Wolverines are Minnesota, at Wis-
consin and at home against Ohio

IN CLOSING: At 5-3 overall (3-2 Big
Ten), Ohio State only needs one
more win to become bowl eligible,
which would be an accomplishment
for new coach Jim Tressel and his
young Buckeyes.
Ohio State escaped Minnesota last
Saturday with a 31-28 win over the
last-place Golden Gophers.
Getting that last win will be a
daunting task for the Buckeyes, as
they close with arguably the Big
Ten's best three teams: Purdue, Illi-
nois and Michigan.
"You can look at this stretch a
couple ways - you could say it's
brutal for the teams we have to play,
or you could say you're fortunate
because the teams that are ahead of
us we still have to play," Tressel
said. "We happen to like the latter
approach. We know how good the
teams are, but thank goodness we
still have the chance to play them."
If Ohio State wins its last three
games against those teams now in
front of it, the Buckeyes would win a
share of the Big Ten title but would
still need another Michigan State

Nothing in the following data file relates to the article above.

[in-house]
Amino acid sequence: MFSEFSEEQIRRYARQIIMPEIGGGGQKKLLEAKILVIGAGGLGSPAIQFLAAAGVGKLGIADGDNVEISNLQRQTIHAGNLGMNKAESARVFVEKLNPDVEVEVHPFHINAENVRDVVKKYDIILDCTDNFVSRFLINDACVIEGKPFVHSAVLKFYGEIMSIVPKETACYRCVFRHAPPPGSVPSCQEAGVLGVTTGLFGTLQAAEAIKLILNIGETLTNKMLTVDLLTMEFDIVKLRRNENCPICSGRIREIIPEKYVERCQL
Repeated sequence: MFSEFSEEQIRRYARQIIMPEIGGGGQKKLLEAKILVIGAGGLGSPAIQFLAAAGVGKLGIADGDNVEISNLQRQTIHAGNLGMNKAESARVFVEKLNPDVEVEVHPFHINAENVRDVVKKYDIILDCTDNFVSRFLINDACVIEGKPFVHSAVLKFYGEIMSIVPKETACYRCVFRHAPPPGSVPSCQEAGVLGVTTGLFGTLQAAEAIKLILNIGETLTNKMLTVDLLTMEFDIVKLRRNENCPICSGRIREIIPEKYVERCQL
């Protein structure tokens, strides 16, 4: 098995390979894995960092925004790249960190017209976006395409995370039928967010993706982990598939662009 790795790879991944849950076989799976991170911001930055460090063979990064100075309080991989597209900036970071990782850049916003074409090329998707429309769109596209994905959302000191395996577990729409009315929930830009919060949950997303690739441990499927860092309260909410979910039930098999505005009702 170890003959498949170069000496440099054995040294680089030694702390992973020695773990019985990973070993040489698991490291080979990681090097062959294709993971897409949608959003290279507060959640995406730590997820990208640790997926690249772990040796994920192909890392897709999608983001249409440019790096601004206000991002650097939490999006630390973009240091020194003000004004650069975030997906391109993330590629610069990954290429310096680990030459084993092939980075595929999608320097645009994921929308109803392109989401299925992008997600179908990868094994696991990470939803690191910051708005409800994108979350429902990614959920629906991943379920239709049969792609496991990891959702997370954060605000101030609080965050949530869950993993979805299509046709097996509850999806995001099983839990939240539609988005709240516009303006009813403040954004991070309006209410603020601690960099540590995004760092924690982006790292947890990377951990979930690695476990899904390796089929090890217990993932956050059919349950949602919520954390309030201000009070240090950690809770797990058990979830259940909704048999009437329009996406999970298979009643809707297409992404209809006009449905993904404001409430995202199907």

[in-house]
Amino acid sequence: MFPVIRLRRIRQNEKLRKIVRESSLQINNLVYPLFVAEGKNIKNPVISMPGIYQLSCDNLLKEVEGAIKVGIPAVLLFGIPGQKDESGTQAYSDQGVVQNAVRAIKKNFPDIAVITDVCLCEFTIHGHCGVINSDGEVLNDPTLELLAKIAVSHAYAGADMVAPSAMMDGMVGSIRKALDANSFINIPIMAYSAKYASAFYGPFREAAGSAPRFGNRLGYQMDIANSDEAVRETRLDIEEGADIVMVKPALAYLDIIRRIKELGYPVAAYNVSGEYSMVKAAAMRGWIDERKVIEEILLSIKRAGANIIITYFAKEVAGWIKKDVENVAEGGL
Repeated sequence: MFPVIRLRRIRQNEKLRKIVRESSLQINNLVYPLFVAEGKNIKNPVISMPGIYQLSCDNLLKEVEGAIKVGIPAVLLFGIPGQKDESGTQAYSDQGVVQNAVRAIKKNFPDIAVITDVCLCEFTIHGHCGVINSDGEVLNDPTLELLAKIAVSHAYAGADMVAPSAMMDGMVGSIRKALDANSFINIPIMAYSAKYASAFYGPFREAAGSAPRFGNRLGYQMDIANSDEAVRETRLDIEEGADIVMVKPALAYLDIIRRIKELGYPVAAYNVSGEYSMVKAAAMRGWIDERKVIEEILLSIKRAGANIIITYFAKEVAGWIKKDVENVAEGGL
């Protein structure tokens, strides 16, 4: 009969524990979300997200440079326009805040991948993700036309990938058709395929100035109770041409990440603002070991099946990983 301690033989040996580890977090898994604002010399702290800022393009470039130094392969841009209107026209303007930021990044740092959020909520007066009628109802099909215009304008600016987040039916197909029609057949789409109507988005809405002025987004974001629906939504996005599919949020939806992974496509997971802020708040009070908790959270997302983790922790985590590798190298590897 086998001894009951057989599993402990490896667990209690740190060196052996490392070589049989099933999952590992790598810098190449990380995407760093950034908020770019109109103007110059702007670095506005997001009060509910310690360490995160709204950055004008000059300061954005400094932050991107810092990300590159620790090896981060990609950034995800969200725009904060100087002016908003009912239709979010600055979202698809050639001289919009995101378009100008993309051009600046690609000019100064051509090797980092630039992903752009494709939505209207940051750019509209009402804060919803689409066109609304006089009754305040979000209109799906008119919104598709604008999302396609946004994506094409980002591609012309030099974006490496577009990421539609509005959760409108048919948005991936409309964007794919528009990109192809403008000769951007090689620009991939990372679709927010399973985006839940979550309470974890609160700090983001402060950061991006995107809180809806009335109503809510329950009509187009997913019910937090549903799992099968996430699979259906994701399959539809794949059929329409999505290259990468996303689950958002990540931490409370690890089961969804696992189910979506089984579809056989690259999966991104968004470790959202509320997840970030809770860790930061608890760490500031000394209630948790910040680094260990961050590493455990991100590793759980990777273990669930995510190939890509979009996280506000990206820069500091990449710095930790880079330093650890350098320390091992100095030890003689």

loss to receive the Big Ten's BCS
bid. Because the two teams don't
play this season, Michigan State's
better overall record would be used
as the tiebreaker.
"I don't think anyone can consider
bowl opportunities until they have
six wins and we don't have six wins
yet," Tressel said. "Our focus has
been on adding another victory and
then we can talk about which bowl
games are available."




Gators begin tough stretch run


By Eric Chan
Daily Sports Writer

That time of the yeat' has come once again. What time
of the year you ask? Bowl Championship Series time.
It's mid-November, and the standings are packed tight,
with any of eight teams in contention for the title.
No. 3 FLoRIDA (5-1 SEC, 7-1 OVERALL) AT No. 15
SOUTH CAROLINA (5-2, 7-2), SATURDAY, 7:45 P.M.,
ESPN: Florida is No. 7 in the BCS standings right now,
but it can't be counted out. The Gators take on South
Carolina this weekend before facing Florida State, Ten-
nessee and possibly the SEC title game in the coming
weeks. Florida still has a chance to sneak into the
national championship game if they
can survive unscathed through this ACROSS
Florida quarterback and Heisman the Nation
candidate Rex Grossman leads the
nation in passing efficiency having completed 66-per-
cent of his passes this season. Last week against Van-